project unigon

I guess it makes sense to actually post in detail about project unigon, especially since this is why I created this blog in the first place.  There are really two parts to this project; first, there is the motivations underlying the project; and second, there is the intent of the project itself, as it were.   I already share a bit of this in the about section of this site, but to quickly recap, my passion is create storytelling experiences.  And while my current day job is somewhat related to this, I wanted a more direct outlet to things I care about as a professional.

And like every (indie) developer out there, part and parcel of the process of developing a game (or any product for that matter) is determining what you can create with the resources you have available.  And to be frank, even though I have over a decade’s worth of experience as a full-stack engineer, I have little experience developing games.  So unlike game professionals who are just reapplying well-honed skills to their pet project, I must develop both the muscles and the application of said muscles.  Why do I mention this?  Because, part of project unigon is to expose me to the inner-workings of game engines, rendering, and story-telling.  And frankly there are a lot of skills I need to hone before I really get this train out of the station.  And of course, like any good project I hope that at the end of it I have something that I and others enjoying playing.

So what are the things that I want this game to be about?  While I love playing a lot of different game plays, both the style of game that I enjoy and the style of game that I feel I can wrap my brain around the most completely is fantasy-based RPGs.  Yes, there is really nothing too innovative here, and honestly, I am pretty okay with that.  And after reading a bit of Joseph Kim over at Quarterview, his ideas around +1 Design resonate a lot with me.  In a nutshell, he is talking about how to address the question of market differentiation to be competitive.  He posits it is more effective to incrementally improve on a current success than try to complete on a revolutionary (and untested) game design.  Granted, his insights are drawn more specifically from the mobile game marketplace which is hugely (grossly?) saturated.  And since I am not motivated innovate deeply in the game space, I am arguably doing a bit of affirming the consequent, or some other silly fallacy nonsense.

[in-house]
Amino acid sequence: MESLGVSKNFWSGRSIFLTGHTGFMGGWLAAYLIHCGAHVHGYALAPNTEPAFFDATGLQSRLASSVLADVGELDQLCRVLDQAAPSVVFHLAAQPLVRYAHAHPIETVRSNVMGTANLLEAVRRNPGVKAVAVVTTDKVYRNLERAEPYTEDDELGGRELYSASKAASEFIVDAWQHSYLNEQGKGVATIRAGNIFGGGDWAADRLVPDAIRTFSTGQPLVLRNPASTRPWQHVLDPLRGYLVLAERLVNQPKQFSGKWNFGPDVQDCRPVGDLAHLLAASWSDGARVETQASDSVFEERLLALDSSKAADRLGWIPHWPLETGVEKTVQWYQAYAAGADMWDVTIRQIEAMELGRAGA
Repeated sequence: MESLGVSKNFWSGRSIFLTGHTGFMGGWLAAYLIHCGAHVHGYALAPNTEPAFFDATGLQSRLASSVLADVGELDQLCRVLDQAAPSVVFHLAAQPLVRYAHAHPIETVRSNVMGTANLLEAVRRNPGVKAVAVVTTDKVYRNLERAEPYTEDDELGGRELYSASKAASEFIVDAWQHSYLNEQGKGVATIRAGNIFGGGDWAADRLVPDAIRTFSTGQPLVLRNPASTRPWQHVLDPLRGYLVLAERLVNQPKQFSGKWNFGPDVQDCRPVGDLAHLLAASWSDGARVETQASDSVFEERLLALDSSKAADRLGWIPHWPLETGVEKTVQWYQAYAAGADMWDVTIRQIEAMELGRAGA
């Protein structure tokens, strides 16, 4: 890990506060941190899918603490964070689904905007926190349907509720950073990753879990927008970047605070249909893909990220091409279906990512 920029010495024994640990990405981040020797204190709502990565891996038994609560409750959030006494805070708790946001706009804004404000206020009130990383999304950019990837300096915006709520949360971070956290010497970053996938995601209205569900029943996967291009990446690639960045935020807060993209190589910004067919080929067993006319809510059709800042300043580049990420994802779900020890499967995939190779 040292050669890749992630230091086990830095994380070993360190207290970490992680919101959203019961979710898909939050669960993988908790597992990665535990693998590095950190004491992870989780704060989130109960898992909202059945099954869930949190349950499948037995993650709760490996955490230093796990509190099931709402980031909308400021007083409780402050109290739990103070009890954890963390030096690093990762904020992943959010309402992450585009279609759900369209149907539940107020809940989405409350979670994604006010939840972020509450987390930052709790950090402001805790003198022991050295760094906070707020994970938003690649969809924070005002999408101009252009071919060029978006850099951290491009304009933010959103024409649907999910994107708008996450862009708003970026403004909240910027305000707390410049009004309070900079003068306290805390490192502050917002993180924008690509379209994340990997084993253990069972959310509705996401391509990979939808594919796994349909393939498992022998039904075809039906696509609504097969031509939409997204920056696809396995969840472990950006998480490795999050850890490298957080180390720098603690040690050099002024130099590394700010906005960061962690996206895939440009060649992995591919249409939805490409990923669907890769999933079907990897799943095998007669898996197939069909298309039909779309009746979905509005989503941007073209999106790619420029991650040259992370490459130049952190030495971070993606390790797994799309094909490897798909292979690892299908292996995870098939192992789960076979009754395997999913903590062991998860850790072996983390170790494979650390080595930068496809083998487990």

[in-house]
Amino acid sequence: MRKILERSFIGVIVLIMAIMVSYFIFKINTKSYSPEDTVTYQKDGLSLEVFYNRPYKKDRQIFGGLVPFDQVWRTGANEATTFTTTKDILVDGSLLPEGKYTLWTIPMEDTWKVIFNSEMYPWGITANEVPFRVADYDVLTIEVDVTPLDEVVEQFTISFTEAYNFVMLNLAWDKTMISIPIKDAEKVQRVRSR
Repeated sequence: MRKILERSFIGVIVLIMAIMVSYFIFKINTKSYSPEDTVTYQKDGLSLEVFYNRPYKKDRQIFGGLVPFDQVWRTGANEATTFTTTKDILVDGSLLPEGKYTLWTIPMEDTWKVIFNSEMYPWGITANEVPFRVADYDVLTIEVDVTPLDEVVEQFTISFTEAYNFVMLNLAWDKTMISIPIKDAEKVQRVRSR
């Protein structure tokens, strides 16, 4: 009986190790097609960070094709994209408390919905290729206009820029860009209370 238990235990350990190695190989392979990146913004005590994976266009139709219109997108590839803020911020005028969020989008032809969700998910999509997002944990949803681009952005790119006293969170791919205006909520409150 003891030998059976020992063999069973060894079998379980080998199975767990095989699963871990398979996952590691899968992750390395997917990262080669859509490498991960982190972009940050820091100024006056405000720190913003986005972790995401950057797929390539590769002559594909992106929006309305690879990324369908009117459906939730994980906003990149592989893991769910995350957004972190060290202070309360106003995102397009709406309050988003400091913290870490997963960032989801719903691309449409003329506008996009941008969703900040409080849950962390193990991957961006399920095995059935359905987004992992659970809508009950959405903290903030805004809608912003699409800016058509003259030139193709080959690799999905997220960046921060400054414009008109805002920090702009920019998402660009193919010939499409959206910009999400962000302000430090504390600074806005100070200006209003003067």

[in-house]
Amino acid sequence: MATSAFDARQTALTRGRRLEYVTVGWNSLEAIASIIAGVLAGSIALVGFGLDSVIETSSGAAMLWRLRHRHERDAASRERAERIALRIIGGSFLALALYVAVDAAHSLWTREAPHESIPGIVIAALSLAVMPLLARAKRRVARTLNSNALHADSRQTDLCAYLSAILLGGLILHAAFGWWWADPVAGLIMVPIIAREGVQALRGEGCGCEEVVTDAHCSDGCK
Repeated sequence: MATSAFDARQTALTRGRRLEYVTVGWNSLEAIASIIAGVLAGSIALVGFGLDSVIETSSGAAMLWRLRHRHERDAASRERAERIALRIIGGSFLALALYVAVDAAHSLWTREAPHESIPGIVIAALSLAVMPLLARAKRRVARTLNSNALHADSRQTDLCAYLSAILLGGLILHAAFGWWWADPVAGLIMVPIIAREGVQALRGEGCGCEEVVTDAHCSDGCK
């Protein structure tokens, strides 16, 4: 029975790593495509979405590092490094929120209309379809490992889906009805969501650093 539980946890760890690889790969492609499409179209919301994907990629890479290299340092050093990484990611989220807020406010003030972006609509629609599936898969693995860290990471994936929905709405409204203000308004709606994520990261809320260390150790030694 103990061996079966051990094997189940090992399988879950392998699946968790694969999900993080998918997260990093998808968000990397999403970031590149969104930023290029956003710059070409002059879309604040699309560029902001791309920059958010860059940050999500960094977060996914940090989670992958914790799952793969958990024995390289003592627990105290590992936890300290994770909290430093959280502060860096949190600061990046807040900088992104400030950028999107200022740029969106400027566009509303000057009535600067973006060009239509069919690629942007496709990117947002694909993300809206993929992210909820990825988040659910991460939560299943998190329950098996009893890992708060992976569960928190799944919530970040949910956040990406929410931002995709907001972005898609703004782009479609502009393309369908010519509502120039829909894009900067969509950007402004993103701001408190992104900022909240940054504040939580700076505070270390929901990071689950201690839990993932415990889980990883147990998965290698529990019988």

But what kinds of games do I find fun and enriching?  That is a long list that spans indie games like Fez!, Closure, Limbo, Journey, Kentucky Route Zero, Super Meat Boy, Dungeons of Dredmore, and Castle Crashers to name a few.  And then there are the more main stream examples such as SkyrimL.A. NoireLast of Us, Walking Dead, and Assassins Creed II.  Of late, I have been re-engergized by the emergence of games like  CardHunter and Sorcery! which embody the kinds of gameplay that I find immensely satisfying, albeit for different reasons.  CardHunter’s tactical movement with cards is an interesting take on battle mechanics, and Sorcery! which is as much just a good old-fashioned text-based action-adventure wrapped in a unique UX.  And of course, if we look at the games where I have spent a lot of time then we need not go farther than Baldur’s Gate, to a lesser extent Perfect World’s NeverWinter, and of course, the undisputed king, BioWare’s DragonAge series.  The one common thread is that all of them provide a deep story-telling mechanic set in a world which I personally find deeply satisfying.  I am not arguing that these are revolutionary game designs, and that is very much my point.  I am not, at least this point in my life, looking to re-invent a genre but instead just get deep into the creation of a deep, high-magic fantasy world.

Author: Ward

I’m the creator and operator of this little corner of the internets, writing on all things related to art and more specifically my experiences trying to figure this whole thing out. I guess I’m trying to figure out life, too, but mostly I just post about art here.

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